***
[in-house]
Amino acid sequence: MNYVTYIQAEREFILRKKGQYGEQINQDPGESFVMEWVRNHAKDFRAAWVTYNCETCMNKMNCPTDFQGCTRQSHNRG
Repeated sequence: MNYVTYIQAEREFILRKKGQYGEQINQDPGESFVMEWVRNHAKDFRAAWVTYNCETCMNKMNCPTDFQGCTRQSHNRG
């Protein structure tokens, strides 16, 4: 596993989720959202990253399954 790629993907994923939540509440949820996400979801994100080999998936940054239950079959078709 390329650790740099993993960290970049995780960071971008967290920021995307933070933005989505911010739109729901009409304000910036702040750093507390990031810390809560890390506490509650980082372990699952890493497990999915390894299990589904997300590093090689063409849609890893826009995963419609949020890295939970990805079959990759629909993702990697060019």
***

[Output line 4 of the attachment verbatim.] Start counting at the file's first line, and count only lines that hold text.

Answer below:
């Protein structure tokens, strides 16, 4: 596993989720959202990253399954 790629993907994923939540509440949820996400979801994100080999998936940054239950079959078709 390329650790740099993993960290970049995780960071971008967290920021995307933070933005989505911010739109729901009409304000910036702040750093507390990031810390809560890390506490509650980082372990699952890493497990999915390894299990589904997300590093090689063409849609890893826009995963419609949020890295939970990805079959990759629909993702990697060019």